Hacker-Pschorr Munich

Lager - Import

12 oz

6 bottles


Product Description

In Germany, there are provinces or states like we have in the U.S. Munich is the capital city of the province of Bavaria, which is sometimes called "The Cradle of the Art of Brewing." In Bavaria, where beer is an art form to some and a religion to the rest, Hacker-Pschorr Munich Gold is recognized as the benchmark of the lager style. The Hacker-Pschorr Brewery is known as Bavaria's Heaven - "Himmel der Bayern." Hacker-Pschorr's Munich Gold represents the real thing from one of the oldest breweries in Munich. Gold was the first Hacker-Pschorr beer exported to the U.S. starting in 1865 and was honored with an award at the International Exhibit in 1876 in Philadelphia. Whether consumed in Bavaria or in the U.S., Hacker-Pschorr's Munich Gold is one of the world's best lagers to this day.


Varietal: Lager - Import

Region: Germany

Region Description:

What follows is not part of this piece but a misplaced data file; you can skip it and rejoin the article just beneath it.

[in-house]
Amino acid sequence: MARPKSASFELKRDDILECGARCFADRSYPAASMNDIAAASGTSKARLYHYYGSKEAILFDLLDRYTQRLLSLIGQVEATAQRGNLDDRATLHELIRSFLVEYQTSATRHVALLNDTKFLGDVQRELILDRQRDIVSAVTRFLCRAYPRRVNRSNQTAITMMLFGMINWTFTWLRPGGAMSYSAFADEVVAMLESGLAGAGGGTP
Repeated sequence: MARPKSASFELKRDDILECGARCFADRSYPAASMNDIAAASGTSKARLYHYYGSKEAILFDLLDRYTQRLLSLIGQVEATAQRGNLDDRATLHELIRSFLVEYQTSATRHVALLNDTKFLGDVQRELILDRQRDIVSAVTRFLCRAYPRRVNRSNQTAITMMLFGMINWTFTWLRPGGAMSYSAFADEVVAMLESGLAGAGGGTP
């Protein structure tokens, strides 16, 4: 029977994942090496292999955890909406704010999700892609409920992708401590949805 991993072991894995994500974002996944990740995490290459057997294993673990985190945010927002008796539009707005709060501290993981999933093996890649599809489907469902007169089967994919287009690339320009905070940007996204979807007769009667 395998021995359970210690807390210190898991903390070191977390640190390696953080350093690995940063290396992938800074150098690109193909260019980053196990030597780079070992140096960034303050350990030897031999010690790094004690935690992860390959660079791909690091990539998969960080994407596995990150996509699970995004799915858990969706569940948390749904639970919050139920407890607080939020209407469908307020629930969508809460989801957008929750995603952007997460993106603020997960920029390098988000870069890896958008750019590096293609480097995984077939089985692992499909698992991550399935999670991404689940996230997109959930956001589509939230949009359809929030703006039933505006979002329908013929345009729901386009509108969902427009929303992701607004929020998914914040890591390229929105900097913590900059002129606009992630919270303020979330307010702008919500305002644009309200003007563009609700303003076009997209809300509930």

The northernmost wine-producing country in Europe, Germany’s cool climates are mostly suitable for white grapes. The best vineyards are situated along rivers such as the Rhine and the Mosel, which temper the extremes of weather and help the grapes ripen. German wines are named after the places they come from, usually a combination of a village name, a vineyard name, and a grape name. German law makes no distinctions of quality between vineyards. As a result, many wines are mass-produced. Look for the classification QbA or QmP to assure that the grower is reputable. The finest wines are given a Prädikat, which is an indication of the ripeness of the grapes at harvest. There are six levels of Prädikat; in order from the least ripe to the ripest they are Kabinett, Spätlese, Auslese, Beerenauslese (BA) Eiswein, and Trockenbeerenauslese (TBA). At the three highest levels, the amount of sugar in the grapes is so high that the wines are inevitably sweet, but since Prädikat is an indication of the amount of sugar in the grape at harvest (and not in the wine) the lower levels of Prädikat offer no direct hint about the wine’s sweetness.